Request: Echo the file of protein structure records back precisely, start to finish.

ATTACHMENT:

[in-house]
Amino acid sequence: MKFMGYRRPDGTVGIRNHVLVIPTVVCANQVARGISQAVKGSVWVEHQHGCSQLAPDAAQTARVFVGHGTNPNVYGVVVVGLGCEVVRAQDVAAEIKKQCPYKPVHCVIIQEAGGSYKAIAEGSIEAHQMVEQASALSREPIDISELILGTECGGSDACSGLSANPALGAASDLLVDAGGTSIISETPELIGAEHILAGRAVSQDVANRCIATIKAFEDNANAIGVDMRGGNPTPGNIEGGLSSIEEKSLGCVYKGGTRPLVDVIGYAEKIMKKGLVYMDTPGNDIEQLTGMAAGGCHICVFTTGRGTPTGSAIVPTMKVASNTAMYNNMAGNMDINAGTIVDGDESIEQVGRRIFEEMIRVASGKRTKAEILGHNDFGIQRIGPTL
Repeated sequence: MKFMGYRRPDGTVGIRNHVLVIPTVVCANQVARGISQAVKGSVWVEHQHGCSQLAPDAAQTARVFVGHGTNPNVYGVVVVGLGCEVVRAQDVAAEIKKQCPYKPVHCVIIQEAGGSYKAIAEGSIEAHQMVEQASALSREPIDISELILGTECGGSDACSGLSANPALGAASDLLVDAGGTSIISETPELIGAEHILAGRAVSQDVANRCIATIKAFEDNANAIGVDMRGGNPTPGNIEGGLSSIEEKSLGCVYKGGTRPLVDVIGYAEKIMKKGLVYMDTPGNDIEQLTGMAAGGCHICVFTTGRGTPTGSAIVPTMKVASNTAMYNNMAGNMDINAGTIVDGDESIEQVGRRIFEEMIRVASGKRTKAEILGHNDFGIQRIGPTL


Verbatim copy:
[in-house]
Amino acid sequence: MKFMGYRRPDGTVGIRNHVLVIPTVVCANQVARGISQAVKGSVWVEHQHGCSQLAPDAAQTARVFVGHGTNPNVYGVVVVGLGCEVVRAQDVAAEIKKQCPYKPVHCVIIQEAGGSYKAIAEGSIEAHQMVEQASALSREPIDISELILGTECGGSDACSGLSANPALGAASDLLVDAGGTSIISETPELIGAEHILAGRAVSQDVANRCIATIKAFEDNANAIGVDMRGGNPTPGNIEGGLSSIEEKSLGCVYKGGTRPLVDVIGYAEKIMKKGLVYMDTPGNDIEQLTGMAAGGCHICVFTTGRGTPTGSAIVPTMKVASNTAMYNNMAGNMDINAGTIVDGDESIEQVGRRIFEEMIRVASGKRTKAEILGHNDFGIQRIGPTL
Repeated sequence: MKFMGYRRPDGTVGIRNHVLVIPTVVCANQVARGISQAVKGSVWVEHQHGCSQLAPDAAQTARVFVGHGTNPNVYGVVVVGLGCEVVRAQDVAAEIKKQCPYKPVHCVIIQEAGGSYKAIAEGSIEAHQMVEQASALSREPIDISELILGTECGGSDACSGLSANPALGAASDLLVDAGGTSIISETPELIGAEHILAGRAVSQDVANRCIATIKAFEDNANAIGVDMRGGNPTPGNIEGGLSSIEEKSLGCVYKGGTRPLVDVIGYAEKIMKKGLVYMDTPGNDIEQLTGMAAGGCHICVFTTGRGTPTGSAIVPTMKVASNTAMYNNMAGNMDINAGTIVDGDESIEQVGRRIFEEMIRVASGKRTKAEILGHNDFGIQRIGPTL